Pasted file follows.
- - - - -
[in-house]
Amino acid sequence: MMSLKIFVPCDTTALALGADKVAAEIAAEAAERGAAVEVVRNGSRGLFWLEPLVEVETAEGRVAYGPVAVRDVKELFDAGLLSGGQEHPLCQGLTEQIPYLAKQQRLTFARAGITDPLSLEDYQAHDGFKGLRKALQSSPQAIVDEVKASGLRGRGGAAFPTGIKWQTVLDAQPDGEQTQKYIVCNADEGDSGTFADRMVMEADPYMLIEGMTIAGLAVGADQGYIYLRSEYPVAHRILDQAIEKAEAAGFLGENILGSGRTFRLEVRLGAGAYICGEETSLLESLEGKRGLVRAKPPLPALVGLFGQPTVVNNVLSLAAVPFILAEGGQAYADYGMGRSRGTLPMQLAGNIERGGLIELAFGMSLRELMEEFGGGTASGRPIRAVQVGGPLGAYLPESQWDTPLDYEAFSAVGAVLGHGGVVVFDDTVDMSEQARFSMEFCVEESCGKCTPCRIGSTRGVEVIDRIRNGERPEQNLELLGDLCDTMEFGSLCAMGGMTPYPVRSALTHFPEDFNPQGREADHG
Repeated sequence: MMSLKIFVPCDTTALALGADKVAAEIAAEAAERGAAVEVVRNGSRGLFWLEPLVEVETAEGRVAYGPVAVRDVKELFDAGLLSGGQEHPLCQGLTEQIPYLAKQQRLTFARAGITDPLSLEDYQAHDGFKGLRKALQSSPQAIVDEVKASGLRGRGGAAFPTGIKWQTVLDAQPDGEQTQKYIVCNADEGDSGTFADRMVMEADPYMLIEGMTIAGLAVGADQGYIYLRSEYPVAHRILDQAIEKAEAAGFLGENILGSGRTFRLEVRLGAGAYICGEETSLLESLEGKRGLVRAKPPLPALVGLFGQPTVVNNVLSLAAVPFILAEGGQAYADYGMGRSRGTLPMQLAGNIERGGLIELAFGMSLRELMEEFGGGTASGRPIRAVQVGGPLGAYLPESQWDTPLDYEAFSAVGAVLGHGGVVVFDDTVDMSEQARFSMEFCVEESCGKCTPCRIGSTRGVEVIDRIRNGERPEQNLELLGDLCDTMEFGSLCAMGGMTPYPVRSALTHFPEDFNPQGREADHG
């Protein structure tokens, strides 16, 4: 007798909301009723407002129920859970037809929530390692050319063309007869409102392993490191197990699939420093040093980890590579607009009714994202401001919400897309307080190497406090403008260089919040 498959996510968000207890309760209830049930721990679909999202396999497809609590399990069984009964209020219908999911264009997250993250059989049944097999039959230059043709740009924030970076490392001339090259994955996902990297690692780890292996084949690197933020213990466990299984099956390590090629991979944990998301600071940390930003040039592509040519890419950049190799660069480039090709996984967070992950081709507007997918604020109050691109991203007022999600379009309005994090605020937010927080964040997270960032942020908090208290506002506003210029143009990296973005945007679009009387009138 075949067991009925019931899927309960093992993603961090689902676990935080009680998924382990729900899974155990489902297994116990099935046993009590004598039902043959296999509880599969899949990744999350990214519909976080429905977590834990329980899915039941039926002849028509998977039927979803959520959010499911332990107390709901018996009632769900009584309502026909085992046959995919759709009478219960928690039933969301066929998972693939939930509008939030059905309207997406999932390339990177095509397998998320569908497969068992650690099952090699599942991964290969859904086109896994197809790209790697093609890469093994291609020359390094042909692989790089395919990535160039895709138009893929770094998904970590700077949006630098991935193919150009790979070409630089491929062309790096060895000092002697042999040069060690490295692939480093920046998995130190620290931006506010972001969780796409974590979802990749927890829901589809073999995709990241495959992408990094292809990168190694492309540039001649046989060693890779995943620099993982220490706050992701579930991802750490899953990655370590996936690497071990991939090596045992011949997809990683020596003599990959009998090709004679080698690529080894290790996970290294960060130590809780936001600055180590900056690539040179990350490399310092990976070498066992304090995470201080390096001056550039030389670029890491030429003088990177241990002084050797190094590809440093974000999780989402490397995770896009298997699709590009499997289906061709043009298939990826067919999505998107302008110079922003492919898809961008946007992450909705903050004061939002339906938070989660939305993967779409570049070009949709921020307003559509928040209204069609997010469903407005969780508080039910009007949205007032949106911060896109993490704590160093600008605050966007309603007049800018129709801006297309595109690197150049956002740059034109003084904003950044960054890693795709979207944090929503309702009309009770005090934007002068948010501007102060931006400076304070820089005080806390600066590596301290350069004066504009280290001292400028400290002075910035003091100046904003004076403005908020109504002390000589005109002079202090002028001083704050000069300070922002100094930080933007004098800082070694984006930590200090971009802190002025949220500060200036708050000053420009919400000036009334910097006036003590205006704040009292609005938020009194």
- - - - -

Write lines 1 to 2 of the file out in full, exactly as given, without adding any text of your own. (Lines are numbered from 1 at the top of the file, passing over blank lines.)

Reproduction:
[in-house]
Amino acid sequence: MMSLKIFVPCDTTALALGADKVAAEIAAEAAERGAAVEVVRNGSRGLFWLEPLVEVETAEGRVAYGPVAVRDVKELFDAGLLSGGQEHPLCQGLTEQIPYLAKQQRLTFARAGITDPLSLEDYQAHDGFKGLRKALQSSPQAIVDEVKASGLRGRGGAAFPTGIKWQTVLDAQPDGEQTQKYIVCNADEGDSGTFADRMVMEADPYMLIEGMTIAGLAVGADQGYIYLRSEYPVAHRILDQAIEKAEAAGFLGENILGSGRTFRLEVRLGAGAYICGEETSLLESLEGKRGLVRAKPPLPALVGLFGQPTVVNNVLSLAAVPFILAEGGQAYADYGMGRSRGTLPMQLAGNIERGGLIELAFGMSLRELMEEFGGGTASGRPIRAVQVGGPLGAYLPESQWDTPLDYEAFSAVGAVLGHGGVVVFDDTVDMSEQARFSMEFCVEESCGKCTPCRIGSTRGVEVIDRIRNGERPEQNLELLGDLCDTMEFGSLCAMGGMTPYPVRSALTHFPEDFNPQGREADHG